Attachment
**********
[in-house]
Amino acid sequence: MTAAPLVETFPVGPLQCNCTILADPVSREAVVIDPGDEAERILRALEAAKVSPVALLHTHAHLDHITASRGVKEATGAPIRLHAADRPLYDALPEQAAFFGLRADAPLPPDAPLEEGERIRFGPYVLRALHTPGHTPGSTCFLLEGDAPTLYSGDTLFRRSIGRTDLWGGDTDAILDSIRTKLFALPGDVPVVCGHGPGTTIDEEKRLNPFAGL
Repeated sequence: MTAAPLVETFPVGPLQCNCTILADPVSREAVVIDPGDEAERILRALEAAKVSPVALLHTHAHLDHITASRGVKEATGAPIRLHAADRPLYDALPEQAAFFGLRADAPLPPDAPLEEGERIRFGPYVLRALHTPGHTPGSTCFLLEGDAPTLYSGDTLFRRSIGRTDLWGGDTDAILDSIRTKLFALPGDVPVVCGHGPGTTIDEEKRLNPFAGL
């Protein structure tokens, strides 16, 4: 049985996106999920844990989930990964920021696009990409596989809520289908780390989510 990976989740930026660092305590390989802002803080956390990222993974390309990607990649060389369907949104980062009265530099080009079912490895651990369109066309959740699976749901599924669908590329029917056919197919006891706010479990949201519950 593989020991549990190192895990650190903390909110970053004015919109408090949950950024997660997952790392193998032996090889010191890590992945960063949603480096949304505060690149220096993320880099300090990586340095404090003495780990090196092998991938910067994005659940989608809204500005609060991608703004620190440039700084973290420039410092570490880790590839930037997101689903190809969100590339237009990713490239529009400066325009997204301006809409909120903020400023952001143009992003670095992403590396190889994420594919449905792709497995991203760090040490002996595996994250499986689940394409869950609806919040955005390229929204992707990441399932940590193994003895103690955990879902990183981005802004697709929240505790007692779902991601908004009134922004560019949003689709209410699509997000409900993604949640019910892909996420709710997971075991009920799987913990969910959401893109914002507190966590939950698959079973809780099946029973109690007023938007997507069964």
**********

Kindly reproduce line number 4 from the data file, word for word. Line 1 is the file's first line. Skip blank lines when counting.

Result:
């Protein structure tokens, strides 16, 4: 049985996106999920844990989930990964920021696009990409596989809520289908780390989510 990976989740930026660092305590390989802002803080956390990222993974390309990607990649060389369907949104980062009265530099080009079912490895651990369109066309959740699976749901599924669908590329029917056919197919006891706010479990949201519950 593989020991549990190192895990650190903390909110970053004015919109408090949950950024997660997952790392193998032996090889010191890590992945960063949603480096949304505060690149220096993320880099300090990586340095404090003495780990090196092998991938910067994005659940989608809204500005609060991608703004620190440039700084973290420039410092570490880790590839930037997101689903190809969100590339237009990713490239529009400066325009997204301006809409909120903020400023952001143009992003670095992403590396190889994420594919449905792709497995991203760090040490002996595996994250499986689940394409869950609806919040955005390229929204992707990441399932940590193994003895103690955990879902990183981005802004697709929240505790007692779902991601908004009134922004560019949003689709209410699509997000409900993604949640019910892909996420709710997971075991009920799987913990969910959401893109914002507190966590939950698959079973809780099946029973109690007023938007997507069964």